World Cup: Goryachkina Wins Thriller, Pragg Upsets Caruana in Semis

The 2023 FIDE Women's World Cup concluded August 21 when Russian GM Alexandra Goryachkina defeated Bulgarian IM Nurgyul Salimova 2½–1½, winning the second game of the rapid tiebreaks. 


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Goryachkina won her first FIDE Women's World Cup in 2023, and looks to follow it up with another Candidates victory (behind GM Ju Wenjun) and adds a World Cup title to her list of accolades (courtesy Stev Bonhage/FIDE)


The 20-year-old Bulgarian underdog came close to making history (and earning the GM title) in the first game, conducting a beautiful attack that came to a head with a shocking 25th move.



But Goryachkina defended valiantly, and Salimova did not have enough time on the clock to navigate the deceptively rich complications. 


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courtesy Stev Bonhage/FIDE


With colors reversed, Salimova was unable to get anything against Goryachkina's Catalan, and ended up being a pawn down for most of the game. As Goryachkina looked destined for victory, though, Salimova returned the favor, putting up stubborn resistance to reach a drawn ending. 

But with not much time left on the clock, Goryachkina kept asking questions until she finally caught Salimova's bishop offsides:



While a disappointing finish to a great story for Salimova, she still became the first IM since 1995 to earn a spot in the Women's Candidates tournament. Goryachkina's victory was well deserved, as well, and makes a statement as she gears up for Toronto in eight months. 


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Salimova (L), Goryachkina, and Anna Muzychuk (R) on the podium (courtesy Maria Emelianova/


Ukrainian GM Anna Muzychuk defeated Chinese GM Tan Zhongyi 1½–½ to clinch third place and the final spot in the Women's Candidates. Despite stubborn defense for most of the game, Muzychuk's attack in Saturday's game was too strong, and from there the match outcome was never in doubt. 



Today (Tuesday), all eyes were on the FIDE World Cup finals and third place match. Because of the larger player pool, this event has one extra round compared to the Women's event.

But, over the weekend, as Goryachkina was putting on her endgame clinic at the next table, GMs Magnus Carlsen and Fabiano Caruana were each trying to stave off upsets from unlikely challengers.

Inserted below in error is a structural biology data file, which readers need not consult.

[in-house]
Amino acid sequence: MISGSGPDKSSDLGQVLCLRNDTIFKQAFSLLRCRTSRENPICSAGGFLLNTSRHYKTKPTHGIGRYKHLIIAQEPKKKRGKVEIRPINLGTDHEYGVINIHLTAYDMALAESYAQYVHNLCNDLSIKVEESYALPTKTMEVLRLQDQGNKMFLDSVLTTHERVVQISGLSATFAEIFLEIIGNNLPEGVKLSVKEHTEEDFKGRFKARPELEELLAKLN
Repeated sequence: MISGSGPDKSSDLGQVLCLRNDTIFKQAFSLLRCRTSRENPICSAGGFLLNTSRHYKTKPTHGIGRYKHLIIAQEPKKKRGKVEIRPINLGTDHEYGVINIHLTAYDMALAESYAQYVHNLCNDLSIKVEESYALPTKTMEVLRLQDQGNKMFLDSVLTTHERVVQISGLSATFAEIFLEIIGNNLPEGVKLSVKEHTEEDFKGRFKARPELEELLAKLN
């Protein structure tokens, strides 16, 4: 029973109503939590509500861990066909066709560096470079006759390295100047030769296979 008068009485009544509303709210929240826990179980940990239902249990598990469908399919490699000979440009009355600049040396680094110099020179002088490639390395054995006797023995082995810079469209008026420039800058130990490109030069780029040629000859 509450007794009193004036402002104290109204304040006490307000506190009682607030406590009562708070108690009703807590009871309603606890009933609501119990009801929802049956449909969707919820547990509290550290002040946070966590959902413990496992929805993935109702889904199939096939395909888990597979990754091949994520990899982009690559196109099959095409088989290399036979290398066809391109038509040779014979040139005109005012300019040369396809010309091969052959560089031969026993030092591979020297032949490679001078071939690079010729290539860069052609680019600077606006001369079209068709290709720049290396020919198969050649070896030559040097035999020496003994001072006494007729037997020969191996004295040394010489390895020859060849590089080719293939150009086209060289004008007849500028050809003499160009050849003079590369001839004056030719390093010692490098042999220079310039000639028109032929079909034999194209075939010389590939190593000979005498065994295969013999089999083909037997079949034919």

Carlsen Abasov
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Abasov (R) put up a worthy fight against Carlsen (courtesy Maria Emelianova/


Carlsen earned yet another extra rest day, clinching his match Sunday with a 1½–½ victory over Azerbaijan's GM Nijat Asamov. These games were particularly tense, though, with Carlsen being dead lost to a near-invisible "quiet move" before storming back in game one:



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The 28-year-old was not the highest rated Azerbaijani player in the World Cup, but became a hometown celebrity by the end (courtesy Maria Emelianova/


After two draws, Caruana had to work the overtime shift on Monday against India's 18-year-old prodigy GM Praggnanandhaa Rameshbabu. In contrast to Carlsen's opening innovation and all-out warfare, Caruana took a more measured approach in the classical portion, pushing in both games but not managing to convert in either. For instance:



Then, on Monday, "Pragg" quickly found himself in hot water in the first rapid tiebreak. Despite missing a cleaner tactical win, Caruana kept up phenomenal positional pressure and made a correct sac to secure a winning endgame. 


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Pretty soon, he won't look so surprised in moments like this (courtesy Maria Emelianova/


Things are never as easy as the engine makes them look, however, and it turned out Caruana's whole plan of promoting queenside pawns depended on his f-pawn remaining on f2. As soon as he played f2-f4, Pragg held the draw.



This set up a remarkable game where Pragg played nearly perfectly, and Caruana had no answer:



The finals began today, with Pragg drawing with the white pieces against Carlsen and Abasov essaying a spectacular attacking game out of a Catalan against a shell-shocked Caruana. The final classical game takes place tomorrow, August 23, at 6:00 a.m. CDT, with tiebreaks the following day if needed.